Myth: If there is enough water in the fluoride, then there is no worry of tooth decay.
Fact: Fluoride only makes the teeth resistant to easy decay, it does not protect from decay completely. Proper oral hygiene habits (brushing, flossing, rinsing, dental visits) are essential to ensure that there is no plaque accumulation and food deposits to prevent caries. Fluoride is not a replacement for these practices.
Like with anything else, even excessive fluoride is not good for health, therefore the recommended level is 0.7 ppm. Ensure fluoride supplements are used only after a discussion with your dentist.
Did you know that 29.1 million people living in the united states have diabetes? that's 9.3% of the population. Approximately 1.7 million new cases are diagnosed each year and 8.1 million people living with diabetes don't even know they have it.
Diabetes affects your body's ability to process sugar. All food you eat is turned to sugar and used for energy. In type I diabetes, the body doesn't make enough insulin, a hormone that carries sugar from your blood to the cells that need it for energy. In type ii diabetes, the body stops responding to insulin. Both cases result in high blood sugar levels, which can cause problems with your eyes, nerves, kidneys, heart and other parts of your body.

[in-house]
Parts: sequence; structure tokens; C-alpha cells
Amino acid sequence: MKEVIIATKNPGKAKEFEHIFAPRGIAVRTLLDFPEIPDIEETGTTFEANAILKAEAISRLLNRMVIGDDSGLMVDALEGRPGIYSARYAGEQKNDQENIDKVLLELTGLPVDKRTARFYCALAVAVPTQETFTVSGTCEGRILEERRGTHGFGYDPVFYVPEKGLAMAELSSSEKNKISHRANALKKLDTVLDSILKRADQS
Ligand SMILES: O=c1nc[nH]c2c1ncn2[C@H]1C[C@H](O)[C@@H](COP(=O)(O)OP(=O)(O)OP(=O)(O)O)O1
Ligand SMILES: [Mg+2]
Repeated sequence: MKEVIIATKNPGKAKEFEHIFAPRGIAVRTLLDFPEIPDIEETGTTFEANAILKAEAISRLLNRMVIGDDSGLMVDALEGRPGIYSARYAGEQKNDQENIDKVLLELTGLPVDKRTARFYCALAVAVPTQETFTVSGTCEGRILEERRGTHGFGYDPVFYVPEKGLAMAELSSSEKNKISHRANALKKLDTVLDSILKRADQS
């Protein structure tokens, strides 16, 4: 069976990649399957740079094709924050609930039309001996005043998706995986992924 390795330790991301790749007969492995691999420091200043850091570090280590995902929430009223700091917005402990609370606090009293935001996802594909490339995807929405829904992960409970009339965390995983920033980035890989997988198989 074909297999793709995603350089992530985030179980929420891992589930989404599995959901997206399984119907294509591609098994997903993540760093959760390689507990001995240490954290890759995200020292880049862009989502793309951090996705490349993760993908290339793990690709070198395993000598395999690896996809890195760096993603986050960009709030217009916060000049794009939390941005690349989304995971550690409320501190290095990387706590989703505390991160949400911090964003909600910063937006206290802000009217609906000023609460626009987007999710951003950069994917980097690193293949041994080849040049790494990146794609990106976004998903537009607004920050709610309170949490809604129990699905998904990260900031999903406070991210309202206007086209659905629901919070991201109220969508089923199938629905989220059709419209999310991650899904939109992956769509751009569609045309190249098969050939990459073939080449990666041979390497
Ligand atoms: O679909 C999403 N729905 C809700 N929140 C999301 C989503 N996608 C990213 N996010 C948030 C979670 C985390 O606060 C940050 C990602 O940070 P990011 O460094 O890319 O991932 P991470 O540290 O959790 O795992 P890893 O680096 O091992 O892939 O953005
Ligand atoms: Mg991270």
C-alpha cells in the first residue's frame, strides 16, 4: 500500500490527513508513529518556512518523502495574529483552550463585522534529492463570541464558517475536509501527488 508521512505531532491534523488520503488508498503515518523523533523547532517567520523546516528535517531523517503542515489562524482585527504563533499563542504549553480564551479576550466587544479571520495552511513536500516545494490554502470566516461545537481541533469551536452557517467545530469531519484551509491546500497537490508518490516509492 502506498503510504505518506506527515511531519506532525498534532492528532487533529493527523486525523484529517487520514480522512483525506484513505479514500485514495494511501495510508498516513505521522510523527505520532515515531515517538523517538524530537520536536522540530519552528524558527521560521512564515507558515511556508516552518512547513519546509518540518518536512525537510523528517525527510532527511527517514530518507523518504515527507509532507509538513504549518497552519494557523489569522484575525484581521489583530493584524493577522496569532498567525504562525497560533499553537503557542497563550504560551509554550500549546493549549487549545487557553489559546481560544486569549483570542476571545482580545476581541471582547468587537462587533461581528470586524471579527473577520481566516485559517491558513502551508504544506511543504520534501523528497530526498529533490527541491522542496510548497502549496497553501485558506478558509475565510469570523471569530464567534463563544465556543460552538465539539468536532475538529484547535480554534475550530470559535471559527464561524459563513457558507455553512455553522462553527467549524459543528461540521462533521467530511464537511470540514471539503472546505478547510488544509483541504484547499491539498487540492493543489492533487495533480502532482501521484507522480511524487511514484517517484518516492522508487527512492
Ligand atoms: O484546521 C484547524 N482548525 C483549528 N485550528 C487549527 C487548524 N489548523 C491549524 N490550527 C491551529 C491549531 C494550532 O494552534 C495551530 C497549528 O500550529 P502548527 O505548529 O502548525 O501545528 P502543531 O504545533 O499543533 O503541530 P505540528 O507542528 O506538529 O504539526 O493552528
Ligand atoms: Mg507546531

So what does this have to do with that smile of yours and how can you protect it? first, it's important to understand the signs of diabetes and the roles they play in your mouth.
The symptoms of untreated diabetes
The warning signs of diabetes affect every part of your body. After a blood test, you may be told by a doctor that you have high blood sugar. You may feel excessively thirsty or have to urinate a lot. Weight loss and fatigue are other common symptoms. Diabetes can also cause you to lose consciousness if your blood sugar falls too low.
If diabetes is left untreated, it can take a toll on your mouth as well. Here's how:
You may have less saliva, causing your mouth to feel dry. (dry mouth is also caused by certain medications.)
Because saliva protects your teeth, you're also at a higher risk of cavities.
Gums may become inflamed and bleed often (gingivitis).
You may have problems tasting food.
You may experience delayed wound healing.